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OLIVIA'S house.

Sir To.
What a plague means my niece, to
take the death of her brother thus? I am sure
care's an enemy to life.

By my troth, Sir Toby, you must
come in earlier o' nights: your cousin, my
lady, takes great exceptions to your ill hours.

Sir To.
Why, let her except, before excepted.

Ay, but you must confine yourself (9)
within the modest limits of order.

Sir To.
Confine! I'll confine myself no
finer than I am: these clothes are good enough
to drink in; and so be these boots too: an
they be not, let them hang themselves in their
own straps.

That quaffing and drinking will undo
you: I heard my lady talk of it yesterday;
and of a foolish knight that you brought in one
night here to be her wooer.

Sir To.
Who, Sir Andrew Aguecheek?

Ay, he.

Sir To.
He's as tall a man as any's in Illyria. (21)

What's that to the purpose?

Sir To.
Why, he has three thousand ducats
a year.

Ay, but he'll have but a year in all
these ducats: he's a very fool and a prodigal.

Sir To.
Fie, that you'll say so! he plays o'
the viol-de-gamboys, and speaks three or four
languages word for word without book, and (29)
hath all the good gifts of nature.

He hath indeed, almost natural: for
besides that he's a fool, he's a great quarreller:
and but that he hath the gift of a coward to
allay the gust he hath in quarrelling, 'tis
thought among the prudent he would quickly

have the gift of a grave.

Sir To.
By this hand, they are scoundrels
and substractors that say so of him. Who are

They that add, moreover, he's drunk (39)
nightly in your company.

Sir To.
With drinking healths to my niece:
I'll drink to her as long as there is a passage
in my throat and drink in Illyria: he's a coward
and a coystrill that will not drink to my
niece till his brains turn o' the toe like a

parish-top. What, wench! Castiliano vulgo!
for here comes Sir Andrew Agueface. Enter SIR ANDREW AGUECHEEK.

Sir And.
Sir Toby Belch! how now, Sir
Toby Belch!

Sir To.
Sweet Sir Andrew! (50)

Sir And.
Bless you, fair shrew.

And you too, sir.

Sir To.
Accost, Sir Andrew, accost.

Sir And.
What's that?

Sir To.
My niece's chambermaid.

Sir And.
Good Mistress Accost, I desire
better acquaintance.

My name is Mary, sir.

Sir And.
Good Mistress Mary Accost,—

Sir To.
You mistake, knight; 'accost' is (60)
front her, board her, woo her, assail her.

Sir And.
By my troth, I would not undertake
her in this company. Is that the meaning
of 'accost '?

Fare you well, gentlemen.

Sir To.
An thou let part so, Sir Andrew,
would thou mightst never draw sword again.

Sir And.
An you part so, mistress, I would
I might never draw sword again. Fair lady,
do you think you have fools in hand? (70)

Sir, I have not you by the hand.

Sir And.
Marry, but you shall have; and
here's my hand.

Now, sir, 'thought is free:' I pray
you, bring your hand to the buttery-bar and
let it drink.

Sir And.
Wherefore, sweet-heart? what's
your metaphor?

It's dry, sir.

Sir And.
Why, I think so: I am not such
an ass but I can keep my hand dry. But what's (80)
your jest?

A dry jest, sir.

Sir And.
Are you full of them?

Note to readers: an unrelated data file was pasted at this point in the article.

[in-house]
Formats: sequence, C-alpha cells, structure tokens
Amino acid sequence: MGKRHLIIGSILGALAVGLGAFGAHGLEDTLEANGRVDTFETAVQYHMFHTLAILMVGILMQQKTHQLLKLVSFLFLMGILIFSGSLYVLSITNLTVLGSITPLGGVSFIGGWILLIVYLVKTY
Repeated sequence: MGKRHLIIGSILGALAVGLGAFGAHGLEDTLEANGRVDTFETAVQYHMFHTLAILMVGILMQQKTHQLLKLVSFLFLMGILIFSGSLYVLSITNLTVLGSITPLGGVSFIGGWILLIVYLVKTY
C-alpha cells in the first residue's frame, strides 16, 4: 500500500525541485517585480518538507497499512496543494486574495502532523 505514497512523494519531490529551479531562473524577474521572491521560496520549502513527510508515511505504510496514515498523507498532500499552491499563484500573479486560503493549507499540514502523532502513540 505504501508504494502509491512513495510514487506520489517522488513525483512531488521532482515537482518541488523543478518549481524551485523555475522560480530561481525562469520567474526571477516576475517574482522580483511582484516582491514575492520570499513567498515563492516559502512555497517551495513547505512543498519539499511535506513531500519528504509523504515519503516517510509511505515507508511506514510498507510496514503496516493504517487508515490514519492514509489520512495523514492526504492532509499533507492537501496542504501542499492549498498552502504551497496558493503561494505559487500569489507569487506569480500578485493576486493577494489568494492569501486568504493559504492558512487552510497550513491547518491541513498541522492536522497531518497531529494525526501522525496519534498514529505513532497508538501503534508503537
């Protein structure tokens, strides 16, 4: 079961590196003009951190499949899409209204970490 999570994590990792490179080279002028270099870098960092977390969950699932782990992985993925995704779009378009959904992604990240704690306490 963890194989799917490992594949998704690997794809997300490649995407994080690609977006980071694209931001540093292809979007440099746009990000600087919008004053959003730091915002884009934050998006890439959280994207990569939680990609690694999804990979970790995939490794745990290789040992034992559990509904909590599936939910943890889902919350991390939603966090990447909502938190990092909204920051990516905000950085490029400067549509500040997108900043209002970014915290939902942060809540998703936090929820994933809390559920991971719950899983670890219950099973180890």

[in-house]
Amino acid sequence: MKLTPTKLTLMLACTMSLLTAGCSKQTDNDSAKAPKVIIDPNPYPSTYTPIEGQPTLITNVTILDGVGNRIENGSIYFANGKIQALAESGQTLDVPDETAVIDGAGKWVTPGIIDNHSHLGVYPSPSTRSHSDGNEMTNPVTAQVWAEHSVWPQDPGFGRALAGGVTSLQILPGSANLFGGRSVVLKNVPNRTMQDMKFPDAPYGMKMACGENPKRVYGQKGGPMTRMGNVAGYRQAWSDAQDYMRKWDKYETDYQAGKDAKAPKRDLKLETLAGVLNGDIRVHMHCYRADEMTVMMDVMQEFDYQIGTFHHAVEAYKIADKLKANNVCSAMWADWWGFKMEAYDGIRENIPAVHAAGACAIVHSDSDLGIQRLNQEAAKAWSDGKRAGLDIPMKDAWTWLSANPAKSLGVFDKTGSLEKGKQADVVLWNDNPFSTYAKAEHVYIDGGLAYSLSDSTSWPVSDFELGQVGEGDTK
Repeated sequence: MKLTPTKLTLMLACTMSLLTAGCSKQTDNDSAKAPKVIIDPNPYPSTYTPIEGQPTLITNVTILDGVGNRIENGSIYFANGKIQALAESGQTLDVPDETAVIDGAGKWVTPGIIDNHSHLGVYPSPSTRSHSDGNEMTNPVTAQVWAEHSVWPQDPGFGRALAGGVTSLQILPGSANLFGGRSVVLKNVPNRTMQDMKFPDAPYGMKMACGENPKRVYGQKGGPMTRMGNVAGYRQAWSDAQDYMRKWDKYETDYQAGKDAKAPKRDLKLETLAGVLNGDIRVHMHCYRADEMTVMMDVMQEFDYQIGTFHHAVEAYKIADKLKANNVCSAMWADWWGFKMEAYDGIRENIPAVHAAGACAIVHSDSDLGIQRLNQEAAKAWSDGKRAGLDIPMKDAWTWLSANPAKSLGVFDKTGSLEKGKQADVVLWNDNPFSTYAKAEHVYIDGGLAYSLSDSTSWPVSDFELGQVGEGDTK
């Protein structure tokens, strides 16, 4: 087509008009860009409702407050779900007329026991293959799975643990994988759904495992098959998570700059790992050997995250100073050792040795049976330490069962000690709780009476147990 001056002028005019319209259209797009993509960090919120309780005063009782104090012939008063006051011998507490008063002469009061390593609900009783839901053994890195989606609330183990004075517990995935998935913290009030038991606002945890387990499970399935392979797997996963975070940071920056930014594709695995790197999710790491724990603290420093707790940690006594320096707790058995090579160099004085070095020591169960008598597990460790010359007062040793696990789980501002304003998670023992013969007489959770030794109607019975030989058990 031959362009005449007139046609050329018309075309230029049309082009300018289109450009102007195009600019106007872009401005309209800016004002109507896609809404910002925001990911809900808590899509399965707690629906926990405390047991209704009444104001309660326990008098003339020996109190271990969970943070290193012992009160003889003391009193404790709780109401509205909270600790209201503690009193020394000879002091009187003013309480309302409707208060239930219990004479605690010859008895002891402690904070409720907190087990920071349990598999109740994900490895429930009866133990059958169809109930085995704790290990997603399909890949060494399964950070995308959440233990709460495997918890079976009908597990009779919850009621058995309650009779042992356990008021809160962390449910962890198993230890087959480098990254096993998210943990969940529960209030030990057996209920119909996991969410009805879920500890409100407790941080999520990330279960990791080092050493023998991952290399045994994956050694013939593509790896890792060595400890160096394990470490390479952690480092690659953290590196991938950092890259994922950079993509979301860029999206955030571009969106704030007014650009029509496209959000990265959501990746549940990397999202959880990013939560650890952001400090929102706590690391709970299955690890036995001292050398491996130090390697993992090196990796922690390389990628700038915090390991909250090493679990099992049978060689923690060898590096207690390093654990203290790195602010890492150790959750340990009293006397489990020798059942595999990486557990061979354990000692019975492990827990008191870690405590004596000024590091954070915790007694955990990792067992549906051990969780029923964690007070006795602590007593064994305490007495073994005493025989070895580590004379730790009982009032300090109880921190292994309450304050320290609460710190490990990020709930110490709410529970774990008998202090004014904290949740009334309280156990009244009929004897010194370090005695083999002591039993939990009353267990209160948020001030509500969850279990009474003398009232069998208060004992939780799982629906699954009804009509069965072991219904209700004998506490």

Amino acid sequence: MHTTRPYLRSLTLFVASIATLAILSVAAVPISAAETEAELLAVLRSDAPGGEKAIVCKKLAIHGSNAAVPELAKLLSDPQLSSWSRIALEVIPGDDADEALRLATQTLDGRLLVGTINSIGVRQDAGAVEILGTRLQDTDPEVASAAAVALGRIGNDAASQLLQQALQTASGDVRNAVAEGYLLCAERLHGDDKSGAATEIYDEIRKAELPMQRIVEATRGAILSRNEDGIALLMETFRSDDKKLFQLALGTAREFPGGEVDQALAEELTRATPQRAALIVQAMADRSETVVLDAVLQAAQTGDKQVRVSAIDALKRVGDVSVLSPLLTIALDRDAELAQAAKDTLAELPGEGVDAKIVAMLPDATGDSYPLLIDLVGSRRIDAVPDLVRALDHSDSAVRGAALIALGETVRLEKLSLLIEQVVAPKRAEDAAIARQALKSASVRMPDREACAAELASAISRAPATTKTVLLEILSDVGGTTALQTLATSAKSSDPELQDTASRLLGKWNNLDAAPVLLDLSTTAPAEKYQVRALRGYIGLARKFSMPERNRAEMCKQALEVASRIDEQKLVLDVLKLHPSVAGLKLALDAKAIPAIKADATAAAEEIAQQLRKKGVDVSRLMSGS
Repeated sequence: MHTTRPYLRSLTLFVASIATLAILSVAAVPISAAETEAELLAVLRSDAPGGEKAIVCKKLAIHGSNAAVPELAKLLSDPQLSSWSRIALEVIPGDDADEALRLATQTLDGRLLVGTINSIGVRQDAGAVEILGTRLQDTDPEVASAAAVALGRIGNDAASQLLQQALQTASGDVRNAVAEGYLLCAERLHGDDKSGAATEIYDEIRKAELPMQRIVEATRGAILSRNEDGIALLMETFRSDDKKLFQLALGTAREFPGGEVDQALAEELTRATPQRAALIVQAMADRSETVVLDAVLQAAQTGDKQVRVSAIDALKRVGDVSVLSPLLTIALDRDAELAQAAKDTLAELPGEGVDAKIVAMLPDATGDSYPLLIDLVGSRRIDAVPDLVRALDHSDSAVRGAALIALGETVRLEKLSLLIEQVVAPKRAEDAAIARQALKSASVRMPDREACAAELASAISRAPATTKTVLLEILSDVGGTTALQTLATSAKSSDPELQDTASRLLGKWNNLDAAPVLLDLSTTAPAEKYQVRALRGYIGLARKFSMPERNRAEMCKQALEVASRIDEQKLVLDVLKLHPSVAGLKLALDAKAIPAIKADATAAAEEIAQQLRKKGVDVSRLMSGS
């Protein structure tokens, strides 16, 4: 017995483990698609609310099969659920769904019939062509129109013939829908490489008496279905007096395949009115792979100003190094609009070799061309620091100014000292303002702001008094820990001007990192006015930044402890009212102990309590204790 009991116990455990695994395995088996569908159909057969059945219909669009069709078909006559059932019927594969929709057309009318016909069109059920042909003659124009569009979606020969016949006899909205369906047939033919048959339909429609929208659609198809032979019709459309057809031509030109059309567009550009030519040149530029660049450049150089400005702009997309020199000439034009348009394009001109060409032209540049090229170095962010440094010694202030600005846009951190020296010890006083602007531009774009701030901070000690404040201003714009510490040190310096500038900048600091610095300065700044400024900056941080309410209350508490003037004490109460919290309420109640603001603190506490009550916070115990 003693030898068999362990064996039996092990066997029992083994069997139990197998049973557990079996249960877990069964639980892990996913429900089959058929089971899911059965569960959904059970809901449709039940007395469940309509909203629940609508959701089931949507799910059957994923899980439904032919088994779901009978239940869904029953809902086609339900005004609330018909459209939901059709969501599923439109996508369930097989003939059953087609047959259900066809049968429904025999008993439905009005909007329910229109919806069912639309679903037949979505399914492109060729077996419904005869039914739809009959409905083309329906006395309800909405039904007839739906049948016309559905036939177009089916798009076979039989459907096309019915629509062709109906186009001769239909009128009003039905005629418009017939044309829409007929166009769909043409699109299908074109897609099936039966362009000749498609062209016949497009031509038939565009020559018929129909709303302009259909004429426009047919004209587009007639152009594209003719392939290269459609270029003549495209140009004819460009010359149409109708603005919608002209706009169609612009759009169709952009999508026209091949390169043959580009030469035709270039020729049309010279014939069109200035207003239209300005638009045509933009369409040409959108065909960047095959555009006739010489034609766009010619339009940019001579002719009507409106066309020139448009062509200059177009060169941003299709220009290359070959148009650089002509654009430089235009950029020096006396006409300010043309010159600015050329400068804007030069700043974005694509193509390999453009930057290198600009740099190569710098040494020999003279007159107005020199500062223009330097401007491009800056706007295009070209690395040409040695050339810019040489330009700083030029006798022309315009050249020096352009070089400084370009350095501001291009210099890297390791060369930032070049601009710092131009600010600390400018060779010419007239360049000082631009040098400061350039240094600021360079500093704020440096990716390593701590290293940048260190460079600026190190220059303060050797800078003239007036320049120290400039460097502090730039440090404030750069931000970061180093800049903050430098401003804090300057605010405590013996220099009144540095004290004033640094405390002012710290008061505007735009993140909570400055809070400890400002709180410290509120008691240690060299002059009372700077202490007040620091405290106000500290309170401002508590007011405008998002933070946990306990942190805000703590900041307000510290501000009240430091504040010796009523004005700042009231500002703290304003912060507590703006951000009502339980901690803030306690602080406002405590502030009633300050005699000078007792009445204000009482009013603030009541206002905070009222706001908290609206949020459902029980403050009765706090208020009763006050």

Ay, sir, I have them at my fingers'
ends: marry, now I let go your hand, I am
barren. [Exit.

Sir To.
O knight, thou lackest a cup of
canary: when did I see thee so put down?

Sir And.
Never in your life, I think; unless
you see canary put me down. Methinks sometimes
I have no more wit than a Christian or
an ordinary man has: but I am a great eater (91)
of beef and I believe that does harm to my wit.

Sir To.
No question.

Sir And.
An I thought that, I'ld forswear
it. I'll ride home to-morrow, Sir Toby.

Sir To.
Pourquoi, my dear knight?

Sir And.
What is 'pourquoi'? do or not
do? I would I had bestowed that time in the
tongues that I have in fencing, dancing and
bear-baiting: O, had I but followed the arts!

Sir To.
Then hadst thou had an excellent (101)
head of hair.

Sir And.
Why, would that have mended
my hair?

Sir To.
Past question; for thou seest it will
not curl by nature.

Sir And.
But it becomes me well enough,
does't not?

Sir To.
Excellent; it hangs like flax on a
distaff; and I hope to see a housewife take (110)
thee between her legs and spin it off.

Sir And.
Faith, I'll home to-morrow, Sir
Toby: your niece will not be seen; or if she
be, it's four to one she'll none of me: the

count himself here hard by woos her.

Sir To.
She'll none o' the count: she'll not
match above her degree, neither in estate,
years, nor wit; I have heard her swear't. Tut,
there's life in 't, man.

Sir And.
I'll stay a month longer. I am a
fellow o' the strangest mind i' the world; I delight (120)
in masques and revels sometimes altogether.

Sir To.
Art thou good at these kickshawses,

Sir And.
As any man in Illyria, whatsoever
he be, under the degree of my betters;
and yet I will not compare with an old man.

Sir To.
What is thy excellence in a galliard,

Sir And.
Faith, I can cut a caper. (130)

Sir To.
And I can cut the mutton to't.

Sir And.
And I think I have the back-trick
simply as strong as any man in Illyria.

Sir To.
Wherefore are these things hid?
wherefore have these gifts a curtain before
'em? are they like to take dust, like Mistress
Mall's picture? why dost thou not go to
church in a galliard and come home in a coranto?

My very walk should be a jig; I would
not so much as make water but in a sink-a-pace.
What dost thou mean? Is it a world to
hide virtues in? I did think, by the excellent
constitution of thy leg, it was formed under

the star of a galliard.

Sir And.
Ay, 'tis strong, and it does indifferent
well in a flame-colored stock. Shall we
set about some revels?

Sir To.
What shall we do else? were we
not born under Taurus?

Sir And.
Taurus! That's sides and heart.

Sir To.
No, sir; it is legs and thighs. Let
me see thee caper: ha! higher: ha, ha! excellent! [Exeunt.

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